While researchers have not yet identified the exact cause of ASD (autism spectrum disorder), a new study published in the American Society for Microbiology recently shed light on a link between the incidence of genital herpes during pregnancy and a resulting child with ASD. In fact, mothers who experienced a flare-up of genital herpes during the first trimester of pregnancy are twice as likely to have a child with ASD, according to the researchers’ conclusions. However, researchers not involved with the study have pointed out that this single conclusion is not supported by enough scientific backing to cause worry just yet.
Herpes Simplex Virus and Pregnancy
Herpes simplex virus two (HSV-2), otherwise known as genital herpes, affects 417 million people worldwide and is about twice as prevalent in women as it is in men. It features flare-ups in which blisters appear on the genitals as well as times of remission when the symptoms disappear. However, even though the symptoms are gone, the virus is still present. It hides in nerve cells and is thought to be reactivated when the immune system is weakened.
Pregnancy is one such situation where the immune system is suppressed. This condition may be necessary for a fertilized egg to implant successfully and then continue a pregnancy without further complications. Although a reduced immune system may help the developing embryo, other infections such as herpes simplex virus can wreck havoc. They cause inflammation that may have something to do with the incidence of ASD.
Autism Spectrum Disorder
Despite claims giving full blame to vaccines, lead poisoning, maternal PCOS or lack of proper prenatal supplementation, no one truly knows what causes the differences in brain structure that develop in children with ASD. Most experts agree that it is due to factors present in the individual’s genetic code as well as environmental triggers. Many families show patterns of autism and related disorders, providing a reasonable basis for a responsible genetic component. Researchers continue to investigate what environmental triggers cause the disorder and are exploring chemicals, toxins, metabolic imbalances and viruses.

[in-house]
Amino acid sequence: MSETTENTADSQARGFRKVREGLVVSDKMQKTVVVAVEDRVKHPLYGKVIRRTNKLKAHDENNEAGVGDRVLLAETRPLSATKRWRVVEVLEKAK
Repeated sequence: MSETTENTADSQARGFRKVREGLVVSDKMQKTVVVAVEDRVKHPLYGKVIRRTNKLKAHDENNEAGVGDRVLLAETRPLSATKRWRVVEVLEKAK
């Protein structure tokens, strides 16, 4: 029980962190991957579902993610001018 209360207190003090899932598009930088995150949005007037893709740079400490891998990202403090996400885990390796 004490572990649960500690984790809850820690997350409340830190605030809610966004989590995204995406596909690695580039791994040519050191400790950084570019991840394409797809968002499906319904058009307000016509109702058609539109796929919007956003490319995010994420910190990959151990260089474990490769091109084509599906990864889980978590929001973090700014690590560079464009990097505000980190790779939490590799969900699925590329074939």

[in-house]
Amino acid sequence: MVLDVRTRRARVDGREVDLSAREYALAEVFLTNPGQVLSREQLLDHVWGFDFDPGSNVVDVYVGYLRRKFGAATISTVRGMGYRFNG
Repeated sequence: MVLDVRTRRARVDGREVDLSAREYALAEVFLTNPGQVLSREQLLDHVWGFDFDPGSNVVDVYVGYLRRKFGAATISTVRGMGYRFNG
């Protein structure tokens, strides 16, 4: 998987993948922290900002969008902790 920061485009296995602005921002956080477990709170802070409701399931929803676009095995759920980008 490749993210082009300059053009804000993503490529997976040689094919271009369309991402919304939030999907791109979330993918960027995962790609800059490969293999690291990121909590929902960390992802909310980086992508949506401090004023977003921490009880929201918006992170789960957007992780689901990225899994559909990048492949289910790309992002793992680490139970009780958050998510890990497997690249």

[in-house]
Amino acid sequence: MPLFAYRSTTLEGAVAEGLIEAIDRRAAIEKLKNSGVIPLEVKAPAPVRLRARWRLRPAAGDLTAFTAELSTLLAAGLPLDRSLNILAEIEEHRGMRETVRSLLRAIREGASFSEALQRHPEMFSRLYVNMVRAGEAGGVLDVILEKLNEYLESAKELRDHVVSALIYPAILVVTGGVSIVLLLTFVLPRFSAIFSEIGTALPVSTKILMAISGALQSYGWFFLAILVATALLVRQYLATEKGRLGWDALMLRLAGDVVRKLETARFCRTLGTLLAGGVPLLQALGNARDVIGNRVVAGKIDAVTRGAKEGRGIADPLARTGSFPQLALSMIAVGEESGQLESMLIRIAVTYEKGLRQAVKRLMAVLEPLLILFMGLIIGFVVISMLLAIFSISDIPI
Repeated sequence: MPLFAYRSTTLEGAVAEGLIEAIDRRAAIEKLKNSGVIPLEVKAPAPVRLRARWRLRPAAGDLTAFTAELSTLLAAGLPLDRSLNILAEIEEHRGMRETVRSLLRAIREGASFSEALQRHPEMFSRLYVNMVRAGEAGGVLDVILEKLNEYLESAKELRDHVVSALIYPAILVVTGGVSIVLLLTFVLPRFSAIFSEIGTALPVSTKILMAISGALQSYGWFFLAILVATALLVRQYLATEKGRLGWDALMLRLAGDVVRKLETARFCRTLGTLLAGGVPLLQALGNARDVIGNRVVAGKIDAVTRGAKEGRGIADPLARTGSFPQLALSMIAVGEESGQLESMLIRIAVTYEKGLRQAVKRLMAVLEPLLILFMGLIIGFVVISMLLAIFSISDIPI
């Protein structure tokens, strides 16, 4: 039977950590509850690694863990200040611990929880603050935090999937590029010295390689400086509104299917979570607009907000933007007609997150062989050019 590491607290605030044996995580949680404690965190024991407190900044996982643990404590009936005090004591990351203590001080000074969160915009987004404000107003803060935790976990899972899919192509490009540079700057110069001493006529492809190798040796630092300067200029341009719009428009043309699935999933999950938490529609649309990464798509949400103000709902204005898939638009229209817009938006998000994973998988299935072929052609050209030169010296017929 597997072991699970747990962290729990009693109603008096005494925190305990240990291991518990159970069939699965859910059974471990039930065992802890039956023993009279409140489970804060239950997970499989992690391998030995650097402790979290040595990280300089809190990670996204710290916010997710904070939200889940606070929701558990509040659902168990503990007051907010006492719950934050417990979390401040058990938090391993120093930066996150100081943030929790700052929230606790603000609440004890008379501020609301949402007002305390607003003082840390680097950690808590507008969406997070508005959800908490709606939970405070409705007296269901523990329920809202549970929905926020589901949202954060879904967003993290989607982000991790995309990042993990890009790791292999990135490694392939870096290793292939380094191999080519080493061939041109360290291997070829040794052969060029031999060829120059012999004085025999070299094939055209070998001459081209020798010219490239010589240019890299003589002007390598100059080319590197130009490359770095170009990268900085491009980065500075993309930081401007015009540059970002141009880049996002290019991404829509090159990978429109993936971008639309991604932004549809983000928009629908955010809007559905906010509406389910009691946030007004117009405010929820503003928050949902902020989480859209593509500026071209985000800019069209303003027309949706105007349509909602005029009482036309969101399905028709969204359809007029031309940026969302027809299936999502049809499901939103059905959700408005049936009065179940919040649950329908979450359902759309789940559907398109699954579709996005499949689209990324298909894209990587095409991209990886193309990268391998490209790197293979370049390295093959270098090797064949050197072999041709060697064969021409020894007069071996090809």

The behaviors of ASD range far and wide, but most afflicted individuals will show symptoms before six years of age. The earliest signs include failure to coo, babble or point at objects in the first year of life. In fact, the loss of language or social skills at any age warrants further investigation with a multidisciplinary team of a neurologist, psychologist and pediatrician, among others. The above symptoms are not only linked to ASD, but there is a strong correlation between failure to communicate and the ASD diagnosis.
Herpes Simplex Virus and ASD
The reduction of the immune system during pregnancy is the perfect excuse for the herpes simplex virus to reactivate. Researchers theorize that this activation stimulates the immune system to create inflammation designed to fight the virus. Those battle-ready substances are able to cross the placenta and potentially harm the developing central nervous system that includes the spinal cord and brain.
Other infections such as cytomegalovirus and rubella are also able to harm a developing fetus. The difference is that these pathogens are prohibited from replicating inside the placenta; herpes simplex virus is not. It doesn’t take much of the virus to create a large amount of antibodies against it inside the placenta. The speculated effect on a fragile and vulnerable nervous system may be the brain changes associated with ASD.
Limits of the Study
Evidence of the link between the herpes simplex infection and ASD will need replication by more than one study before it causes warranted concern. Until then, the possibility of a fluke cannot be ruled out. Even if there is a correlation, that is not the equivalent of causation and there may be more factors having an effect that researchers realize.
In addition, the effect of ASD as related to early pregnancy herpes flare-ups was only seen in male children rather than females. The number of females with ASD in the study was small and may not be representative of a large enough sample size. This issue could be addressed with further research studies that take this limiting factor into account.